Computer security, cybersecurity, or information technology security (IT security) is the protection of computer systems and networks from attack by malicious actors that may result in unauthorized information disclosure, theft of, or damage to hardware, software or data, as well as from the disruption or misdirection of the services they provide.

Cybersecurity is the ongoing effort to protect these networked systems and all of the data from unauthorized use or harm. On a personal level, you need to safeguard your identity, your data, and your computing devices. At the corporate level, it is everyone’s responsibility to protect the organization’s reputation, data, and customers.

Wi-Fi Password Cracking

Wi-Fi password cracking is the process of discovering the password used to protect a wireless network. These are some techniques used in password cracking:

Social engineering – The attacker manipulates a person who knows the password into providing it.

Brute-force attacks – The attacker tries several possible passwords in an attempt to guess the password. If the password is a 4-digit number, for example, the attacker would have to try every one of the 10000 combinations. Brute-force attacks usually involve a word list file. This is a text file containing a list of words taken from a dictionary. A program then tries each word and common combinations. Because brute-force attacks take time, complex passwords take much longer to guess. A few password brute-force tools include Ophcrack, L0phtCrack, THC Hydra, RainbowCrack, and Medusa.

Network sniffing – By listening and capturing packets sent on the network, an attacker may be able to discover the password if the password is being sent unencrypted (in plain text). If the password is encrypted, the attacker may still be able to reveal it by using a password-cracking tool.

Analzing cyber attacks

Social Engineering

Social engineering is an access attack that attempts to manipulate individuals into performing actions or divulging confidential information. Social engineers often rely on people’s willingness to be helpful but also prey on people’s weaknesses. For example, an attacker could call an authorized employee with an urgent problem that requires immediate network access. The attacker could appeal to the employee’s vanity, invoke authority using name-dropping techniques, or appeal to the employee’s greed.

These are some types of social engineering attacks:

Pretexting - This is when an attacker calls an individual and lies to them in an attempt to gain access to privileged data. An example involves an attacker who pretends to need personal or financial data to confirm the identity of the recipient.

Tailgating - This is when an attacker quickly follows an authorized person into a secure location.

Something for Something (Quid pro quo) - This is when an attacker requests personal information from a party in exchange for something, like a free gift.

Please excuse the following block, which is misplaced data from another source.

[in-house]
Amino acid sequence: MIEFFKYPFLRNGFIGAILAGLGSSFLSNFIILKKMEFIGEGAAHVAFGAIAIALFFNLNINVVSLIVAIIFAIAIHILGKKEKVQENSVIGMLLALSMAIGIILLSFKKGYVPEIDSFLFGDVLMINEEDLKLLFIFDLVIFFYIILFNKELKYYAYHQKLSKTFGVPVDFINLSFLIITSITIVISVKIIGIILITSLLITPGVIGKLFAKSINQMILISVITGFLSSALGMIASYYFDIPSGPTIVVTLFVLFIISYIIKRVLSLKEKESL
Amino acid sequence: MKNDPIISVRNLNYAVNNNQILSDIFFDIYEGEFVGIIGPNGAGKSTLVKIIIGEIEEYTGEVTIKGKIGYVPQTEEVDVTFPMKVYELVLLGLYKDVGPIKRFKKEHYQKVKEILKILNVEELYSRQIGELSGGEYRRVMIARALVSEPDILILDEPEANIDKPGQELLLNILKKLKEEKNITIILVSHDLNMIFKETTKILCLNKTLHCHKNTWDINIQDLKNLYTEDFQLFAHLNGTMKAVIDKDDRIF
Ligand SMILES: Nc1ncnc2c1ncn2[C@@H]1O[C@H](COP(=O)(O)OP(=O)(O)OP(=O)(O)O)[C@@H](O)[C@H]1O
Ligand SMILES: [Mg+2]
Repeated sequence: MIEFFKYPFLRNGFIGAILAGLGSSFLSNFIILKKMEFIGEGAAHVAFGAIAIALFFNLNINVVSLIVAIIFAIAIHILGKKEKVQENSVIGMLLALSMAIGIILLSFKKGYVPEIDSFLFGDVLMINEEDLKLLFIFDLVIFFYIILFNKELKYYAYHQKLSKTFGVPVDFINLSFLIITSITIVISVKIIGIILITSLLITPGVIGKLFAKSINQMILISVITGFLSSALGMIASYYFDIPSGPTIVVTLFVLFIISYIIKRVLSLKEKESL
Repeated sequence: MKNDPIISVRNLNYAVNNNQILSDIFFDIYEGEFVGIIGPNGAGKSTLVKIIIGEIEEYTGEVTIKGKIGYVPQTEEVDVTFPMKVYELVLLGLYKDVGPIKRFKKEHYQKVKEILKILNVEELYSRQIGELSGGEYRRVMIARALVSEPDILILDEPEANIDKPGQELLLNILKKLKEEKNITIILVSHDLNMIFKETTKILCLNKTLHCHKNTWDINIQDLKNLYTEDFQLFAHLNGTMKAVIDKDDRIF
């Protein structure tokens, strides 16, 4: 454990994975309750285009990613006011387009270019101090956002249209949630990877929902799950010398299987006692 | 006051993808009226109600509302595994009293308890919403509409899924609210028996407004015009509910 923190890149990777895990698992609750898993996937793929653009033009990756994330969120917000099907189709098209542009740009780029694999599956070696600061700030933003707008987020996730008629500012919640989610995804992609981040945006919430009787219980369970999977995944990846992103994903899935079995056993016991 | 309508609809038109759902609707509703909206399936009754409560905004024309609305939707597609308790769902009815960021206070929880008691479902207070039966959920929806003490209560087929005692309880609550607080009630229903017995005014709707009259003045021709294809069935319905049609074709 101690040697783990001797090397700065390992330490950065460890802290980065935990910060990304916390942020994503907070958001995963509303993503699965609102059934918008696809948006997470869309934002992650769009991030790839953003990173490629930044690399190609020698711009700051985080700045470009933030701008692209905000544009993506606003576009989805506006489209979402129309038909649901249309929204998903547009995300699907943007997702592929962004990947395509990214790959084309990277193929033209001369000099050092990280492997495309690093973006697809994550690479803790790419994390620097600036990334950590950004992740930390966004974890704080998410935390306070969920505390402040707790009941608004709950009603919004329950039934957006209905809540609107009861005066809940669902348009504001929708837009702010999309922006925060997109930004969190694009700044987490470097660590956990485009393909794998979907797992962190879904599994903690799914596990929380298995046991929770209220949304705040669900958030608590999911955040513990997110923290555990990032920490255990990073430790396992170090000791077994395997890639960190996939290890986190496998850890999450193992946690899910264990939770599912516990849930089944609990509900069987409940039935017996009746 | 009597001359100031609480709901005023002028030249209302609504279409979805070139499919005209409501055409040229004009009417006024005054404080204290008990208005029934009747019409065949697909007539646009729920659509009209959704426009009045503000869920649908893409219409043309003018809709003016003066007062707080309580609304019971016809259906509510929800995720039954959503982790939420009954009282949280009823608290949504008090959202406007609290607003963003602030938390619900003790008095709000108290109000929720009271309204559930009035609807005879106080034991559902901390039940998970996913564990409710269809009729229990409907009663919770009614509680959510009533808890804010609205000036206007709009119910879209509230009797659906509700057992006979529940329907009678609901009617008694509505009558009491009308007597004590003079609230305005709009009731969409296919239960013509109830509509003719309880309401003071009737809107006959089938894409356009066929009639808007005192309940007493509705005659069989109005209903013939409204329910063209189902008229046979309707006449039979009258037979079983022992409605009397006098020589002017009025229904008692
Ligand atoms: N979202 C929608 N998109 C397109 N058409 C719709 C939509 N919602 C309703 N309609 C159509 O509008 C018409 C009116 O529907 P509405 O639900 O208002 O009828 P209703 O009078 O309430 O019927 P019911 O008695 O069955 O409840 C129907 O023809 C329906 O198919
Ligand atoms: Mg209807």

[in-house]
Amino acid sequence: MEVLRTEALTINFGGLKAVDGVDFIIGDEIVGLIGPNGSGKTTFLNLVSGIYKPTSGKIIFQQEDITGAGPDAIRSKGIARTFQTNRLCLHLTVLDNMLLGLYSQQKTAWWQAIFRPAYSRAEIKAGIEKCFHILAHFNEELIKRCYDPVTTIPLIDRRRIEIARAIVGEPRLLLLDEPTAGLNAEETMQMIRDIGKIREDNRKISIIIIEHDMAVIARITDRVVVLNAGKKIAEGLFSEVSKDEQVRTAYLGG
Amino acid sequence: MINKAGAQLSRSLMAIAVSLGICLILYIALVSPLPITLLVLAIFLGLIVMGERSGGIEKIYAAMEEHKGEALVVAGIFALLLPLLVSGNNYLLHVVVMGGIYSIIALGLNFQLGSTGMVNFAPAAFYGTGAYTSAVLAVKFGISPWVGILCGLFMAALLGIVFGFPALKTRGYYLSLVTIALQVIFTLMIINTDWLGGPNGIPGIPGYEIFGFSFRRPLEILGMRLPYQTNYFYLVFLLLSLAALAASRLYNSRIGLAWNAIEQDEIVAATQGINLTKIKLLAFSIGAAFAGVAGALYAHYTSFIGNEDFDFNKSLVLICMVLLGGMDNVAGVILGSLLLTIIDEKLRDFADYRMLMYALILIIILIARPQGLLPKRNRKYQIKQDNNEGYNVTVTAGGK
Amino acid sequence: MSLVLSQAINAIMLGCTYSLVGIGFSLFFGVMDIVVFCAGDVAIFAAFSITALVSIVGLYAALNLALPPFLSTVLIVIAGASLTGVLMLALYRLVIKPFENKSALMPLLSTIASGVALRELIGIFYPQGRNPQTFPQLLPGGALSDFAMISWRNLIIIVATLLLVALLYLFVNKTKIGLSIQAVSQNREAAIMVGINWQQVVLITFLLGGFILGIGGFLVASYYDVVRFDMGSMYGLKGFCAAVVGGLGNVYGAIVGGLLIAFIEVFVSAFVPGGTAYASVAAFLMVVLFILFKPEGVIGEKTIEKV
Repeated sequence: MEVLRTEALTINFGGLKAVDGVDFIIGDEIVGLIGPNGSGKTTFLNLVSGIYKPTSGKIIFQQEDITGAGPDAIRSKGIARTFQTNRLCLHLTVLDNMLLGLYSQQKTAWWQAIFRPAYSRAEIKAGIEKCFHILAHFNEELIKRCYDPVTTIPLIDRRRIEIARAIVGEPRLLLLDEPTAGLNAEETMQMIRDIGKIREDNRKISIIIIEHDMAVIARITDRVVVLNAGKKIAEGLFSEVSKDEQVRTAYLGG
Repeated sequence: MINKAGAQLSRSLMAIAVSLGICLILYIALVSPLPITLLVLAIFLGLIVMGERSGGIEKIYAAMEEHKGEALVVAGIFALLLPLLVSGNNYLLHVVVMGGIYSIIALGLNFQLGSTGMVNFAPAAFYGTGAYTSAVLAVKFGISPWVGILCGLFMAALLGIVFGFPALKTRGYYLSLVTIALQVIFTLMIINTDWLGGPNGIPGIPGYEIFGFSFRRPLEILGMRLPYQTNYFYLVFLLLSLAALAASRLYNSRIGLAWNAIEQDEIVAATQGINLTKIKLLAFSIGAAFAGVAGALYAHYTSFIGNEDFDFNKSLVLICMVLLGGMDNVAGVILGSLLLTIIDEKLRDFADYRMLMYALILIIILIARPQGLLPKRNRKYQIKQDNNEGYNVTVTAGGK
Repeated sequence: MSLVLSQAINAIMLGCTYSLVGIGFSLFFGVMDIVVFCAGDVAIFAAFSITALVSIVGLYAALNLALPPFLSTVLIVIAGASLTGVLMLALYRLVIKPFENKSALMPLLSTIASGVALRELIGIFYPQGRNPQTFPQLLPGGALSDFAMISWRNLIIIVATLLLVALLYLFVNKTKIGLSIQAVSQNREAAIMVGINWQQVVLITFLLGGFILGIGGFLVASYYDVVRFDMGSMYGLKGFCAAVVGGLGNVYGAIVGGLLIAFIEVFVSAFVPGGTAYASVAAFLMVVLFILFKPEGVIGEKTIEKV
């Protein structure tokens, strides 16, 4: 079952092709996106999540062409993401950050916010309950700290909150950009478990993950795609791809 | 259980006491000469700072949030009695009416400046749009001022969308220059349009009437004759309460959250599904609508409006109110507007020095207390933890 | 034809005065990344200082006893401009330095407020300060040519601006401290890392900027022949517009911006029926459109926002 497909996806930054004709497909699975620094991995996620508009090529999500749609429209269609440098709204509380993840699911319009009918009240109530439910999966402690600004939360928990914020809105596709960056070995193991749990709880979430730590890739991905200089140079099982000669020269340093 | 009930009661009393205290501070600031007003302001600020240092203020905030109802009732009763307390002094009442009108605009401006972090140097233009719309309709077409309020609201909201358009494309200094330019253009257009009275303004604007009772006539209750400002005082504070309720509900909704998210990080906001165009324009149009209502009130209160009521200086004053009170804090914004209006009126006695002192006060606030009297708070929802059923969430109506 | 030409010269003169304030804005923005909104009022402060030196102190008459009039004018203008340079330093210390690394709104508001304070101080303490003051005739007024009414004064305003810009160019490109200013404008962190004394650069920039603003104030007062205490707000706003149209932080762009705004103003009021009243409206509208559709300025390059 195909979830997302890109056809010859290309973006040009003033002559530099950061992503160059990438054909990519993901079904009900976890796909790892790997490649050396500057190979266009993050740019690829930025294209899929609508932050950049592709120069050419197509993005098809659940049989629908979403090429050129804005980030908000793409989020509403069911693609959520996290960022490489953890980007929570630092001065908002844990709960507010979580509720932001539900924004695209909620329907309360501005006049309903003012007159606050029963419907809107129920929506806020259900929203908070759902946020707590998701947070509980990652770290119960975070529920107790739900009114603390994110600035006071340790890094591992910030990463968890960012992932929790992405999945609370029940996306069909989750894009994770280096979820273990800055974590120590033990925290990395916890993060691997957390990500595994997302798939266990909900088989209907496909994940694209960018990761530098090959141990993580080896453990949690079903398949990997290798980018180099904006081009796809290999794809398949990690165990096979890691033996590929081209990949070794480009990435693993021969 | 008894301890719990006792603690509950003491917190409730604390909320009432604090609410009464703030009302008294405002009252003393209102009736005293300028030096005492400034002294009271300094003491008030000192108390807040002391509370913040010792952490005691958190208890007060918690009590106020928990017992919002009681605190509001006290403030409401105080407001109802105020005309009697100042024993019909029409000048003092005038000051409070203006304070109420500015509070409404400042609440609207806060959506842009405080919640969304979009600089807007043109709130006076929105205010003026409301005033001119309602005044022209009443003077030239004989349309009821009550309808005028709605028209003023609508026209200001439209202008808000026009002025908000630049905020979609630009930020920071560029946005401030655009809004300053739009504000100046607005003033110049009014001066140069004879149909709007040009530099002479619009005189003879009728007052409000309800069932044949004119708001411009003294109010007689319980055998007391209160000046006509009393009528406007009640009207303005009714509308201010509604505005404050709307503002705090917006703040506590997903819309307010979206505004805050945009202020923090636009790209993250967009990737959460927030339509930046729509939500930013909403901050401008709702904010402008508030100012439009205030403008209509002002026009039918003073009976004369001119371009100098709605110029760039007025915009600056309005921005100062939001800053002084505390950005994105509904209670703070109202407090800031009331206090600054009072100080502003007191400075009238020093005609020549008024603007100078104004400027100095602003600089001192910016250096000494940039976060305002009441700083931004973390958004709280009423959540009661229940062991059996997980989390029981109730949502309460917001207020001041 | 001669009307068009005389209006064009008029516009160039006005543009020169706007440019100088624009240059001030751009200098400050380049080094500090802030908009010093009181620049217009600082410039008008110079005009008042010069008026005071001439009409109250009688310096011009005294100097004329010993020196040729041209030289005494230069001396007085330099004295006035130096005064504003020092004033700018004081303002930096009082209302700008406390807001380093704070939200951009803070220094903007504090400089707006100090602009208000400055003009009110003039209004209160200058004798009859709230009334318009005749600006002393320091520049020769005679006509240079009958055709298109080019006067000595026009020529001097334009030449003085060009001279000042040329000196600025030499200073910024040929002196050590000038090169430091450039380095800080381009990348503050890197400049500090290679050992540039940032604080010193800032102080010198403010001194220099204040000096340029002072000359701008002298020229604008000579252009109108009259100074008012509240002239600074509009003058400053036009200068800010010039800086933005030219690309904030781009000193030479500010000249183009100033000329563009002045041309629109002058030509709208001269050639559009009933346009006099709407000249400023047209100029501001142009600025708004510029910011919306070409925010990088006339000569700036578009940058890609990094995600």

Phishing is when a malicious party sends a fraudulent email disguised as being from a legitimate, trusted source. The message intends to trick the recipient into installing malware on their device, or into sharing personal or financial information. An example of phishing is an email forged to look like it was sent by a retail store asking the user to click a link to claim a prize. The link may go to a fake site asking for personal information, or it may install a virus.

Spear phishing is a highly targeted phishing attack. While phishing and spear phishing both use emails to reach the victims, spear phishing emails are customized to a specific person. The attacker researches the target’s interests before sending the email. For example, an attacker learns the target is interested in cars and has been looking to buy a specific model of car. The attacker joins the same car discussion forum where the target is a member, forges a car sale offering and sends an email to the target. The email contains a link for pictures of the car. When the target clicks on the link, malware is installed on the target’s computer.


Denial-of-Service (DoS) attacks are a type of network attack. A DoS attack results in some sort of interruption of network service to users, devices, or applications. There are two major types of DoS attacks:

Overwhelming Quantity of Traffic - This is when a network, host, or application is sent an enormous quantity of data at a rate that it cannot handle. This causes a slowdown in transmission or response, or a crash of a device or service.

Maliciously Formatted Packets - This is when a maliciously formatted packet is sent to a host or application and the receiver is unable to handle it. For example, an attacker forwards packets containing errors that cannot be identified by the application, or forwards improperly formatted packets. This causes the receiving device to run very slowly or crash.

DoS attacks are considered a major risk because they can easily interrupt communication and cause significant loss of time and money. These attacks are relatively simple to conduct, even by an unskilled attacker.

SEO Poisoning

Search engines such as Google work by ranking pages and presenting relevant results based on user’s search queries. Depending on the relevancy of website content, it may appear higher or lower in the search result list. SEO, short for Search Engine Optimization, is a set of techniques used to improve a website’s ranking by a search engine. While many legitimate companies specialize in optimizing websites to better position them, a malicious user could use SEO to make a malicious website appear higher in search results. This technique is called SEO poisoning.

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